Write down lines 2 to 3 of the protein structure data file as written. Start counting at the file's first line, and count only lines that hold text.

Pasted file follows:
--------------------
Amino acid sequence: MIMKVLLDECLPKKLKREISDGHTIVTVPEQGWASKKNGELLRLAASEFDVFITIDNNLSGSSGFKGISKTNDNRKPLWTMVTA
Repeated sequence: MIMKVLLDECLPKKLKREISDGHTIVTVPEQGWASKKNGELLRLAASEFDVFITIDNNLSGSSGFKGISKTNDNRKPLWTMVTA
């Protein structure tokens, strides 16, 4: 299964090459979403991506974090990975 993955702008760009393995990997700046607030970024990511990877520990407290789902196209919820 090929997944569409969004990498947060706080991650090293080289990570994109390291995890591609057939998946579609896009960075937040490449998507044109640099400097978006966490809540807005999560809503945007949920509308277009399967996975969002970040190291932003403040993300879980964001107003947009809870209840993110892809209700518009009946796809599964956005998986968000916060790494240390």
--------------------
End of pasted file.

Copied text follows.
Repeated sequence: MIMKVLLDECLPKKLKREISDGHTIVTVPEQGWASKKNGELLRLAASEFDVFITIDNNLSGSSGFKGISKTNDNRKPLWTMVTA
């Protein structure tokens, strides 16, 4: 299964090459979403991506974090990975 993955702008760009393995990997700046607030970024990511990877520990407290789902196209919820 090929997944569409969004990498947060706080991650090293080289990570994109390291995890591609057939998946579609896009960075937040490449998507044109640099400097978006966490809540807005999560809503945007949920509308277009399967996975969002970040190291932003403040993300879980964001107003947009809870209840993110892809209700518009009946796809599964956005998986968000916060790494240390």